The Times West Virginian

WVU Sports

October 8, 2010

HERTZEL COLUMN: WVU kicks itself over LSU loss

MORGANTOWN — As this season goes on and October turns to November, the West Virginia University football team is going to look back in horror at the chance it missed when it went to LSU.

While it’s true that we do not yet know the true strength of this edition of the Mountaineers, we can conclude from what we have seen that they are a good team in a bad league, a team that potentially can run the table in the Big East.

Certainly, trips to Connecticut and Pittsburgh will be challenges, for this Mountaineer team is not as strong as the unbeaten ’88 or ’93 teams, nor capable of displaying the explosiveness or swagger of the 2007 team that tripped over the final hurdle on the way to a national championship showdown.

But even going in, this team knew that it was scheduled for success, that it was a steel beam in a plastic league, a team that had the potential to grow along with some of its younger players into an unbeaten power if it could find a way to win at LSU.

Oh, it had heard how difficult that would be, about the horrors of playing in Baton Rouge before 90,000 Cajun loyalists who devour visiting teams as their Tiger mascot roars his approval, baring his fangs as if he were ready to tear Mountaineer meat from the bone.

This was Southeastern Conference territory, and legend has it that the football in the SEC is so good that the National Football League itself aspires to reach such perfection. It is a league with speed and size, the place where a Bear once roamed the sidelines and where players such Bo Jackson, Herschel Walker and Peyton Manning were as common as grits in Georgia.

West Virginia was just supposed to be the appetizer before the Louisianans chowed down on a huge pot of jambalaya that is the SEC regular season. These Louisiana Tigers were unbeaten and had possessed a defense unlike anything seen by a Big East team.

The problem may have been that the Mountaineers bought into some of the hype, even though they had won four of five previous games against SEC opponents over the past five years, to say nothing of having recorded victories against such other high-profile programs as Oklahoma, North Carolina and Georgia Tech.

As it turned out, LSU was hardly any better as a team than the Mountaineers were used to facing, probably not as good. And as for the intimidation factor, the fans were tame and the tiger mascot even tamer.

It actually surprised the Mountaineers, who didn’t realize just how false all the pre-game hype was until it was too late, having let the game slip through their fingers along with the football that they could not hold.

Jock Sanders is a senior, for example, and has been around. He was there when West Virginia beat Oklahoma in the Fiesta Bowl, there when they went to Auburn, to Colorado. Add that to his upbringing in St. Petersburg, Fla., which is in the heart of SEC territory, and you tend to listen to him when he talks about the experience in Baton Rouge.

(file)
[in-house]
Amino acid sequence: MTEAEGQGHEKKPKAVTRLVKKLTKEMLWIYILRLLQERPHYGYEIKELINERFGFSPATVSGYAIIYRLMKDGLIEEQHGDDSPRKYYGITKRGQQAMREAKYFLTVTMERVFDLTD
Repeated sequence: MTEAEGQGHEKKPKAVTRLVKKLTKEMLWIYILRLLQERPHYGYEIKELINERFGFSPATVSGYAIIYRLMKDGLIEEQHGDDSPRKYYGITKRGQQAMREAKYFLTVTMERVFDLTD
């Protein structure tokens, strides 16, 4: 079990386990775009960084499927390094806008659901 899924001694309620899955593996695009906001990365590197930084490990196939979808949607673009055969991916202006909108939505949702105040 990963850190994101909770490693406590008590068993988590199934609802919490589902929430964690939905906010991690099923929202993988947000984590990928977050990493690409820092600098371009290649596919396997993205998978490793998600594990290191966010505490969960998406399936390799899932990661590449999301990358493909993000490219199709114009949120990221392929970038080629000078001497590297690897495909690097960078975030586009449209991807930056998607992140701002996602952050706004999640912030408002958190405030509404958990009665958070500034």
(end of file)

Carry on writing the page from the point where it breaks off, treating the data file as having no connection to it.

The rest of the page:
“It wasn’t tough at all,” he said. “Not at all.”

The crowd, the one that tailgated all day before a late-evening game? The roaring tiger? The heat?

No, said Sanders.

“I give credit to LSU on the victory, but it wasn’t how people said it was. It’s wasn’t tough at all. It wasn’t as tough as coming here is.”

Credit that to a WVU fan base that really knows how to put on a football show, even if it once sometimes went a bit too far, rocking the visitor’s bus, bouncing a garbage can off Miami coach Randy Shannon’s head and setting couches aflame to celebrate victory.

“We lost the game on a few plays early. On those plays, LSU dug a little deeper. They got the big plays that we didn’t get,” Sanders said.

Sanders was not alone in his assessment of LSU football.

Quarterback Geno Smith, making his first start in what was supposed to be one of college football’s most oppressive environments against an SEC team with a reputation for greatness, also expected a lot more than he got.

“No offense to LSU’s defense, but they are not the ’85 Bears,” said Smith, when the subject of the way LSU stopped West Virginia’s offense came up.

Now it probably doesn’t make sense to be downplaying the strength of the LSU defense after it injured Noel Devine and held him to 36 rushing yards, after it allowed WVU only 177 total yards and put Smith away with 107 passing yards, but they didn’t do in any kind of intimidating manner.

In fact, Smith doesn’t believe they were really very good. WVU was just worse.

“They are an average team. They put their stuff on just like us. It was just a game where we didn’t come out executing our best,” Smith said. “It was a game we just put behind us.”

In some ways, you hope Sanders and Smith are wrong, for if LSU and its home field weren’t a good or intimidating team, then that leaves the Mountaineers being … well, what they are, the best team in a bad Big East.

E-mail Bob Hertzel at

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